June 1, 2007
By JENNIFER ZEGLER
Nestlé USA’s Nesquik and Juicy Juice innovate and renovate toward a healthy goal
With a trusted name and diverse portfolio, Nestlé USA’s brands captivate Americans. Nesquik and Juicy Juice are just two of Nestlé’s No. 1 positioned brands. Yet, the popularity is not stopping its beverage division from embarking on an “innovation and renovation” plan to improve its brands.
“It’s about having the best tasting and nutritionally superior beverages in the United States,” says Rob Case, president of Nestlé’s beverage division. “As a company, Nestlé believes the future of the entire company is tied to nutrition.”
Nestlé USA's beverage division oversees its flavored milk, juice, multiple coffee and coffee accoutrement products at its U.S. offices in Glendale, Calif. As with the majority of Nestlé’s brands, its Nesquik and Juicy Juice brands maintain strong positioning in the marketplace. Rob Case, president of the beverage division, explains the majority of Nestlé’s beverage brands either are No. 1 or No. 2 in the marketplace, but it’s about more than market leadership.
That vision is leading both development of new brands and makeovers of existing ones. One such example is the reformulated Nesquik powder, which now has 25 percent less sugar than its competitors.
“For the past two or three years, we’ve been going through product by product and improving the nutritional profile without compromising on taste, and in some cases, like with Nesquik powder, actually improving the taste,” Case says. “Our entire R&D infrastructure has been oriented toward products that taste great and are convenient but also have added nutritional advantages vs. the competitive set.”
As an international food and beverage company, Nestlé’s R&D can be a multinational process.
“We are ‘think global and act local’ and we do very much embrace that,” Case says.
The company keeps international contact for its global brands as well as a pulse on international markets for trends. Case explains Nestlé divides the world into three operational zones and several Strategic Business Units (SBU’s). The American beverage division mainly works with Nestlé’s Coffee and Beverages SBU and Dairy SBU. Occasionally the marketing teams meet to discuss strategies and best practices. In addition to help from Strategic Innovation Units (SIU’s), global collaboration helps brands, such as Nesquik, which are available around the world.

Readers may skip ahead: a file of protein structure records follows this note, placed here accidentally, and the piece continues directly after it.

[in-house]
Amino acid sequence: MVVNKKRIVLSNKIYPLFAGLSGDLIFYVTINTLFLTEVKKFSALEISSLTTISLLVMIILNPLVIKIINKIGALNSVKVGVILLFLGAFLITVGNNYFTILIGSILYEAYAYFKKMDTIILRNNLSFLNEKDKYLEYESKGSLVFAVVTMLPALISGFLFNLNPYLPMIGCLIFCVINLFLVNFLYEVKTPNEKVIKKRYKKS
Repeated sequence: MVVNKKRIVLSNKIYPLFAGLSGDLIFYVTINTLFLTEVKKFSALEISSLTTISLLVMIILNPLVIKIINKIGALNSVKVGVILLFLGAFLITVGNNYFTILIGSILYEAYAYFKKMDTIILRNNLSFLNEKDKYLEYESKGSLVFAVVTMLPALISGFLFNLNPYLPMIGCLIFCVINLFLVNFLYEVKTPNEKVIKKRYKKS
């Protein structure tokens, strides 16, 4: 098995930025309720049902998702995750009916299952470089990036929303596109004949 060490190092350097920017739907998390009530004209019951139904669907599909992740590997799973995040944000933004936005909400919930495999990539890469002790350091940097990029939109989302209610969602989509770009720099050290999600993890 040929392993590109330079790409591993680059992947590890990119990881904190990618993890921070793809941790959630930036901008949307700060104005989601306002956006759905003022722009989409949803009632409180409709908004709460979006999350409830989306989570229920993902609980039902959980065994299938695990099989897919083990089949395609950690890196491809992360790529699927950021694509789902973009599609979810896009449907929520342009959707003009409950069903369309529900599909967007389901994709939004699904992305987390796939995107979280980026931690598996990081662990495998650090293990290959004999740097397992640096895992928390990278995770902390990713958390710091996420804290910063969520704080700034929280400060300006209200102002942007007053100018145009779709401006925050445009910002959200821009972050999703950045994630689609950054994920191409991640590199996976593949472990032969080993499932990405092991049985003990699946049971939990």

“Globally there are huge efforts to look across different markets. We’re always looking at what products are in different markets that we can transfer over,” explains Cathy Dean, marketing manager for Nesquik RTD.
In addition, extensive forward-looking research is done prior to a launch.
“It takes several years to develop a product,” explains Pamela Krebs, manager of division and brand affairs. “We do so much research in terms of, ‘What are the trends?,’ ‘What’s going on?,’ and ‘What do people need?’ Our R&D is really focused on being in touch with our consumers.”
Currently, the company operates with an internal focus on taste and nutrition, which is reflected in both the renovated Nesquik powder as well as the new innovations. In April, Nesquik began test marketing its new breakfast drink Quik Start in the Northwest. The product is one example of its advance research to anticipate trends and consumer demand, Dean says.
“Grab-and-go breakfasts are something that we know is growing in consumer demand, and increasingly, consumers are looking for something nutritious, not just to fill them up,” she says.
As with all Nesquik RTD products, Quik Start boasts a base of 100 percent milk that is flavored and fortified with 14 vitamins and minerals. The product is being tested in Chocolate, Cappuccino and Peach varieties. Quik Start was designed for adults and teens, specifically women who often have to eat on the go, Dean says.
Distributed only in the United States, Juicy Juice introduced Harvest Surprise in May. Harvest Surprise is a 100 percent fruit and vegetable juice blend that offers a combined two servings of fruits and vegetables in an 8-ounce serving.
Quik Start and Harvest Surprise are the newest additions to already successful portfolios. Nestlé team members insist they are just the beginning of its innovation and renovation plans.
The Nesquik brand has expanded beyond the classic chocolate powder and syrups. The addition of RTD beverages has boosted the brand’s portfolio, while maintaining its nostalgic appeal, which includes its bunny mascot.
“We’ve been doing a lot of research over the past year and a half,” says Cathy Dean, marketing manager. “What we’ve really learned is that our brand is an Americana brand. It just has that classic, ‘Don’t mess with it’ appeal.”
Though consumers are protective of the Nesquik brand, they have been responsive to line extensions. Its most popular Chocolate and Strawberry flavors are part of its successful milkshake line, as are some limited-edition options such as Chocolate Caramel Swirl. The Americana appeal also means the brand attracts beyond its youth base.